To the east, beyond Frogport and Crumbledown and south of Massacre Mesa, lies a small arid region rightly famous for its beauty, splendor, and danger.  Some call it a painted desert, but only someone who has never actually visited the place could deem it equivalent with the chestnut striping of the so-called 'painted' deserts known elsewhere.  In truth, it is an Illustrated Desert, alive with color and pictures as bright as the rainbow.

The sand dunes and stony outcroppings of the Illustrated Desert present themselves in myriad colors, from brilliant vermilion to sweet and subtle lavender.  Trekkers find themselves stepping on a different hue every few steps, as the ground is a patchwork of tones, shapes, and striping.  Here are larger blocks of color in geometric shapes; there is a tiny 'pond' of shifting sands in madras or plaid.  The particles of sand seem to self-organize and change their color over a period of days or weeks, lifting themselves into spires and collapsing again in a splash resembling nothing so much as a spilled box of crayons.  Thus, navigation in the Illustrated Desert is quite difficult; one must use the stars or years of experience, as the terrain shifts several times weekly.  The watering hole that was "in the shadow of the green arch, surrounded by indigo sands" last week may today be encircled by lemon-colored drifts, and that verdant arch has dissolved into a clump of crimson rocks.


A race of dwarf-kin, the Hok dwell within the Illustrated Desert, and beneath it in ancient tunnels composed of the same colorful shifting-rock as the surface.  Developing their culture in these surroundings, one might surmise that the Hok know quite a bit about color and space, and indeed they do, but their primary obsession is time.  To live in the Illustrated Desert, they must understand the ways of the sands and extrapolate what the environment will be based on what it is, and was.  Thus is Hok philosophy centered around the procession of time and cyclical patterns.  The Hok celebrate a pantheon of godlings which include several earth spirits as well as a manifestation of Tix-ka-tix, the Temporal Cicada.  It is perhaps only their association with these godlings which has protected the Hok from the degenerative shapeshifting associated with the bestial denizens of the Illustrated Desert.

The arts of the dwarf-kin feature sand-painting, resplendent tattooing, and of course stonecarving.  Masters of the sands often bear multiple tattoos carefully crafted from the living sand-particles of the Illustrated Desert; an ancient methodology allows the Hok to create and wear seemingly-living tattoos which writhe, animate, and change color.  Warriors wear armor carved carefully from bits of colored limestone (counts as chain or banded) and carry undulating shortswords made of similar material.  The Hok color their hair and beards with dyes made from the desert sands, sometimes treating the hair with vinegars or urine to make the colors even more brilliant.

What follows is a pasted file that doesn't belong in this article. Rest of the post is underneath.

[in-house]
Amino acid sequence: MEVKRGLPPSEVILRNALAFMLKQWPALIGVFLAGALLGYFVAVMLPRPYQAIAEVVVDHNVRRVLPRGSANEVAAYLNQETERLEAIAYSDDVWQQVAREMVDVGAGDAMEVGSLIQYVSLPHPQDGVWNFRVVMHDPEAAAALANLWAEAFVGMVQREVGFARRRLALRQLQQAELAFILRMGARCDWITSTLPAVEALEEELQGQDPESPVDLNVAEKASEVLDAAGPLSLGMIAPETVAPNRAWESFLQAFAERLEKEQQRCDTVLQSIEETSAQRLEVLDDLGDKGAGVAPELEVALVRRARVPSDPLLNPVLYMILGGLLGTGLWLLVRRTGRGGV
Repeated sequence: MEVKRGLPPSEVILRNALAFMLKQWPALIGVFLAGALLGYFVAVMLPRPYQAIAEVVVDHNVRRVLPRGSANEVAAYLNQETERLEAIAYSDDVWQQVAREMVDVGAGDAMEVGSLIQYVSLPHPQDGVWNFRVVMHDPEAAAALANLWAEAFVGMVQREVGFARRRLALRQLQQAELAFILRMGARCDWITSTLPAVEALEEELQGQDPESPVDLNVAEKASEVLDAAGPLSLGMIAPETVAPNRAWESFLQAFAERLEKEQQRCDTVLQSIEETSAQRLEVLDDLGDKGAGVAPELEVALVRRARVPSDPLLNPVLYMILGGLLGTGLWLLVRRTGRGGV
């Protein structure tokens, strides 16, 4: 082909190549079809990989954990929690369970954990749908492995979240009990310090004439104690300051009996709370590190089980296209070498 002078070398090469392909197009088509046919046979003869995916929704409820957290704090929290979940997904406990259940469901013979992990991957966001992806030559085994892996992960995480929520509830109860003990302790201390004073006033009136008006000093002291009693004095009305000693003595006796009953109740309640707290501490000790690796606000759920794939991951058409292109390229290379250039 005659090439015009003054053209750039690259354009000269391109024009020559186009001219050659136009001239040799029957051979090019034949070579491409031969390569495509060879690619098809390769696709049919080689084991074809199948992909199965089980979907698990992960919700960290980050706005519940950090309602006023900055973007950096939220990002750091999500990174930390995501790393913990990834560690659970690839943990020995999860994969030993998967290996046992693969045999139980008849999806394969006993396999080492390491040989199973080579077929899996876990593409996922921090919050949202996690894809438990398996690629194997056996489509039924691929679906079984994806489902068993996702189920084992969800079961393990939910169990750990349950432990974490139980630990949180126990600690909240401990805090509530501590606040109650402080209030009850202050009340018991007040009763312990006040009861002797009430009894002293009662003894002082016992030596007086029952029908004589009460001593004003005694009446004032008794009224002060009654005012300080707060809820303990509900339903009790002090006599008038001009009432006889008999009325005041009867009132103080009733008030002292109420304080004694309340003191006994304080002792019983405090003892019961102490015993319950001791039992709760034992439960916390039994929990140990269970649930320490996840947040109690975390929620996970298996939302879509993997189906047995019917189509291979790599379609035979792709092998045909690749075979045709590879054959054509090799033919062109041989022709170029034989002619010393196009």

Generations of proximity to, and perhaps inadvertent consumption of, the magical shifting-sands of the desert have lent a fungible quality to the denizens of the Illustrated Desert.  Animals of the desert have fuzzy borders, change color minute to minute, their limbs sometimes melt and reform, and some of them bear a colorful orbiting nimbus of sand and gobbets of flesh.  Many of them are improbable hybrids, having multiple heads, serpent-heads on their tails, vestigial wings facing strange directions, etc; scholarly opinion holds that the creatures native to the Illustrated Desert have been mashed-up over centuries by subtle magics, and they cannot now live outside the influence of the sands.
Best to imagine everything as drawn by Scrap Princess, really.
The Illustrated Desert has become an occasional destination for hunting-parties seeking to bag a remarkable trophy, such as a manticore, chimera, or hydra.  Few such expeditions are wholly successful, as the desert creatures are wily in the extreme, having to subsist on one another.  A chimera which hunts deer may grow dull and lazy, but a chimera which must feed on manticores must become clever or perish.


Base creature

1 - Non-Lernean Hydra (20% pyro, 10% cryo for no reason)
2 - Chimera
3 - Manticore
4 -Desert Trollsquatch (stats as troll, big blonde sasquatch)
5 - Giant Snake
6 - Cockatrice (gaze attack turns victim to a pile of colored sand)
7 - Giant Sand Lizard
8 - Sandsharks
9 - Gorgimera
10 - Sphinx
11 - Warthog
12 - Baby-Stealing Dingo